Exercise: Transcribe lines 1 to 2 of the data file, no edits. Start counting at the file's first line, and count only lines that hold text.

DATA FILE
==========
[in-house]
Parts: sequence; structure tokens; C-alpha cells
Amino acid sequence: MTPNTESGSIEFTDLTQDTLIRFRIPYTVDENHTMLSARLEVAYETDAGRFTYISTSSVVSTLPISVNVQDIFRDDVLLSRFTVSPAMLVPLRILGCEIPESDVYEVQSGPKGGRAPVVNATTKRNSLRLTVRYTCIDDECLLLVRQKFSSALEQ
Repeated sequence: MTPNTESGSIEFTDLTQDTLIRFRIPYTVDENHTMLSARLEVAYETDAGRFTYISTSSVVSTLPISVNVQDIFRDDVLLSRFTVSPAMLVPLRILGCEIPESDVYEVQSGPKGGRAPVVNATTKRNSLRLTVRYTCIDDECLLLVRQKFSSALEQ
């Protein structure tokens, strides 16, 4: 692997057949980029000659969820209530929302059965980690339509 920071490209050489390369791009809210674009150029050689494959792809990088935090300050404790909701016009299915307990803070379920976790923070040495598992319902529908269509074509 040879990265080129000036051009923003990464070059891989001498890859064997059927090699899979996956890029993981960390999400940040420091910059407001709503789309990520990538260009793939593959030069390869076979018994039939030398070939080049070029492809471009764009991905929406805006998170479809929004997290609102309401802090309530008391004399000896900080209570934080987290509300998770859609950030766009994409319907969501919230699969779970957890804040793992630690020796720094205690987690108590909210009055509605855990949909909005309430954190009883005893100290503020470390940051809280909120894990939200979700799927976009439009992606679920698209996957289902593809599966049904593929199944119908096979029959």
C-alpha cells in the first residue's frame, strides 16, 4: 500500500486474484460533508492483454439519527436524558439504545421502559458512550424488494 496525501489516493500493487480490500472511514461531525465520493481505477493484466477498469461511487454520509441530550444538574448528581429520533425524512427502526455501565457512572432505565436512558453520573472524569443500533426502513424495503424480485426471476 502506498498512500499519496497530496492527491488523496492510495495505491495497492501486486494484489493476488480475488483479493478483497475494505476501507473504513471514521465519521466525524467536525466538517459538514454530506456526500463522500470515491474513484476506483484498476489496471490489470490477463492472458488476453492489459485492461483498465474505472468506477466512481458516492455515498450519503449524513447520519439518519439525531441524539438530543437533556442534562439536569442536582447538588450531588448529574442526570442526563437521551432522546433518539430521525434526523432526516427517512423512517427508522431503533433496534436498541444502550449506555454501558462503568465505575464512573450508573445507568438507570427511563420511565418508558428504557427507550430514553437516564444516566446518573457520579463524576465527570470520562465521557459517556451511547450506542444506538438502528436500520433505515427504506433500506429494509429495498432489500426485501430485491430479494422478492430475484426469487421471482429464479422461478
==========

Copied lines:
[in-house]
Parts: sequence; structure tokens; C-alpha cells